This article is awaiting reformatting.
[[Thomas Jefferson]] owned numerous volumes of writings by William Shakespeare, as well as several essays and analysis of Shakespeare's work. Despite a general skepticism regarding works of fiction, Jefferson clearly enjoyed Shakespeare and thought him to be a valuable component of education. In an 1818 letter to Nathaniel Burwell, Jefferson, discussing the merits of educating women, deemed Shakespeare to be one of the few poets whose works were beneficial, rather than detrimental, to education. Shakespeare, according to Jefferson, "may be read with pleasure and improvement."Thomas Jefferson to Nathaniel Burwell, March 14, 1818, [[Short Title List|Ford]], 10:104. In an earlier letter to Robert Skipwith, Jefferson expressed his opinion that Shakespeare demonstrated the fact that quality fiction could serve to augment the moral lessons found in history. He wrote, "a lively and lasting sense of filial duty is more effectually impressed on the mind of a son or daughter by reading King Lear, than by all the dry volumes of ethics and divinity that ever were written."Thomas Jefferson to Robert Skipwith, 3 August 1771, [[Short Title List|PTJ]], 1:77. Available online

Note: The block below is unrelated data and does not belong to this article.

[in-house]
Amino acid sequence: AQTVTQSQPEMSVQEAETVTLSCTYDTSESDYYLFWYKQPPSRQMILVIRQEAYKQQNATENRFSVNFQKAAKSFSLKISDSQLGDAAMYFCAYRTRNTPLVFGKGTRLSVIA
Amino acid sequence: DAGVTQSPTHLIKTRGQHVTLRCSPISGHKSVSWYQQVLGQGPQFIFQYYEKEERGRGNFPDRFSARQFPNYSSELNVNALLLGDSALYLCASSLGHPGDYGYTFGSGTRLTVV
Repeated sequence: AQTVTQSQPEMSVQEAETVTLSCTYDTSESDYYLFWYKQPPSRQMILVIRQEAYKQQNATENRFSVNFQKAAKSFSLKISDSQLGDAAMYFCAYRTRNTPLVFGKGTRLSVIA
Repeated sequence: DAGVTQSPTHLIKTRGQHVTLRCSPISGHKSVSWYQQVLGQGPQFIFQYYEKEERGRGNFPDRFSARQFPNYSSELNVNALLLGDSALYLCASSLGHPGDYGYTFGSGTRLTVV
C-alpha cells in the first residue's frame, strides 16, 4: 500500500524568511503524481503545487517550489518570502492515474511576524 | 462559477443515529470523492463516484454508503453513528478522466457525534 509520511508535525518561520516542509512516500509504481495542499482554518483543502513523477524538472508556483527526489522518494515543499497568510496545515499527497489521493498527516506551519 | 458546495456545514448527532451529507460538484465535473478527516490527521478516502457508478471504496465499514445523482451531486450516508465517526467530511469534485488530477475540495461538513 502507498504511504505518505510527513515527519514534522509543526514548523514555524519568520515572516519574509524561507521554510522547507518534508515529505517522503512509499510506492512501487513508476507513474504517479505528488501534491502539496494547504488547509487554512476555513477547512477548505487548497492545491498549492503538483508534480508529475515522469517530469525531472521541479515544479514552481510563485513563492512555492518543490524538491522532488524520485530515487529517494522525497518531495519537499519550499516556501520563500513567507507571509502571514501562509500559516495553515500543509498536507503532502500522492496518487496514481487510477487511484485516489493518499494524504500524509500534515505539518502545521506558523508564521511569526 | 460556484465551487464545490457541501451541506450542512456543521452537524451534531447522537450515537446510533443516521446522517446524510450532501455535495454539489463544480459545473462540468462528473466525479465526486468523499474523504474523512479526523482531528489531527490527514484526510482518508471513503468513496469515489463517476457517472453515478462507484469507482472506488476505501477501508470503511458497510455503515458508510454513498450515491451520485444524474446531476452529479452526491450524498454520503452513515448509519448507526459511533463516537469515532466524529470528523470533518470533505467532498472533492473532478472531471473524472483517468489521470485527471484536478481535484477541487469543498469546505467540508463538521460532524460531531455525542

- [[Quotations on Reading]]